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Should I be storing a Delphi TDateTIme, or perhaps convert to Unix timestamp first? Or mayeb eeven as a string?

How should I declare the column in MySql? As a Double, or DateTime (or Integer if I use Unix timestamp)?

Whta is "correct", or what is easiest if I want to be able to display a string with "yyyy mm dd hh:mm:ss" (or similar) and also to be able to get an elapsed time from comparing two values?

Btw, the program will only ever be used in one tiemzone - which does not have daylight savings time.

I am confused and can't seem to find this discussed anywhere. Any helpful URLs?

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3  
depends if you intend to store the timezone –  njzk2 Nov 20 '12 at 8:26
    
+1 question updated. Thanks, @njzk2 –  Mawg Nov 20 '12 at 8:29

6 Answers 6

up vote 8 down vote accepted
  1. Should I be storing a Delphi TDateTIme, or perhaps convert to Unix timestamp first?

    Typically, you should do neither: the data types in the database layer ought to be meaningful (as possible) on their own and not depend on your application to interpret them. As @Jim DeLaHunt says, this enables the database to easily manipulate/interpret them from SQL as required (and also enables you to easily access the same data from another application codebase in the future).

    MySQL has five temporal types, only two of which store both a date and a time: DATETIME and TIMESTAMP.

    As others have alluded, the difference comes down to whether you wish to store the timezone - although I find that quite a confusing way of looking at it:

    • TIMESTAMP uses the session's time_zone variable to convert input into a UTC timestamp and then back again for output: it's useful for specifying an exact moment in time;

    • DATETIME simply stores the date and time without regard to timezone, much like taking a photograph of a calendar and clock: it's useful for specifying an event that occurs in the same local time globally.

  2. How should I declare the column in MySql? As a Double, or DateTime (or Integer if I use Unix timestamp)?

    Just as you would declare any other column, you specify the relevant data type after the column name.

    Beware that TIMESTAMP has additional features, such as automatic update, which you may wish to disable in your column declaration if so desired.

  3. Whta is "correct", or what is easiest if I want to be able to display a string with "yyyy mm dd hh:mm:ss" (or similar) and also to be able to get an elapsed time from comparing two values?

    Using one of the above temporal types, you will be able to do all of this (using date functions as required). The default output of TIMESTAMP and DATETIME types is a string in 'YYYY-MM-DD HH:MM:SS' format.

    In particular, the "elapsed time" from comparing two values could for example be obtained with MySQL's TIMEDIFF() function:

    SELECT TIMEDIFF(end, start) AS elapsed
    FROM   my_table
    WHERE  ...
    
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MySQL should have a native date format which is to be preferred as this allows one to use the SQL date functions (year, month, etc).

I have in one of my database tables a field which is defined as a Delphi datetime - in retrospect this was a mistake as it is very difficult to filter on this field or display the values. Both these actions require special handling in the calling program as opposed to in the database.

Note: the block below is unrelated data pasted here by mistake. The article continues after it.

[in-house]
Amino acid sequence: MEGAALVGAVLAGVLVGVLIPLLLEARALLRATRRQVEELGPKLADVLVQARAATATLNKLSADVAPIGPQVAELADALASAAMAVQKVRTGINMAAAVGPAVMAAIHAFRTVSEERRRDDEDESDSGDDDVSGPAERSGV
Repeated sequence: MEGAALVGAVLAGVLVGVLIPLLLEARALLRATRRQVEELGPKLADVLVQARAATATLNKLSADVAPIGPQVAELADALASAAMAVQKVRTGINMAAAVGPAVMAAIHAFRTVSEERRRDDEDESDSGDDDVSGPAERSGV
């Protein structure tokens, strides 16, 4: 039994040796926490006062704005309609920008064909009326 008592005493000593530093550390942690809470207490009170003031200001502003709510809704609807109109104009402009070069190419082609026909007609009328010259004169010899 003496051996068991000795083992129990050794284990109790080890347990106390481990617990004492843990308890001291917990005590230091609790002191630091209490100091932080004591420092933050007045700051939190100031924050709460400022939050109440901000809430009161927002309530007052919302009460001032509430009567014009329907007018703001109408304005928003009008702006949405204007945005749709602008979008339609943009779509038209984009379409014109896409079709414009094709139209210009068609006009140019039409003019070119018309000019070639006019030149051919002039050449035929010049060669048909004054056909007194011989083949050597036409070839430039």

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I'd let MySQL handle date/times as it wants to, i.e. as a datetime field. It has a huge range (not epoch limited).

See here : http://dev.mysql.com/doc/refman/5.0/en/datetime.html

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This link might be useful to you. It depends whether you want to use timezones, but even you don't need them now, reconsider if it is not possible to use them in the future.

I would use DATETIME. It is easier to read by human.

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You can read all about the MySQL Date and Time types in the MySQL Reference Manual, 11.3. Date and Time Types and about functions in 12.7. Date and Time Functions.

My experience, with MySQL and SQL Server, though not with Delphi per se, is that you are well served to store date and time values in the database's date and time format. This lets you use the database's date and time functions, and take advantage of its optimised implementation of date and time features. If you store datetime values as something generic like a Double or an Integer Unix timestamp, you'll lack the optimisations and have to implement your own equivalent of date and time functions.

Update based on OP's edited question:

The DateFormat() function can give you strings like "yyyy mm dd hh:mm:ss" using a format string like "%Y %m %d %k:%i:%s".

The TimeDiff() function will give you a time interval type giving the difference between two datetime values.

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There are a number of post describing the best way to save the datetime in mysql such as

MySQL Integer vs DateTime index and MySQL DATETIME vs TIMESTAMP vs INT performance and benchmarking with MyISAM

If you decided convert your datetime into a Unix timestamp and save it as a integer

Look out for the following:

  • The Delphi function DateTimeToUnix( StrToDateTime('2013-11-22 16:34:45'));
    Uses the LOCAL TIME ZONE for the conversation

  • The MYSQL function UNIX_TIMESTAMP('2013-11-22 16:34:45') Uses the GMT TIME ZONE for the conversation

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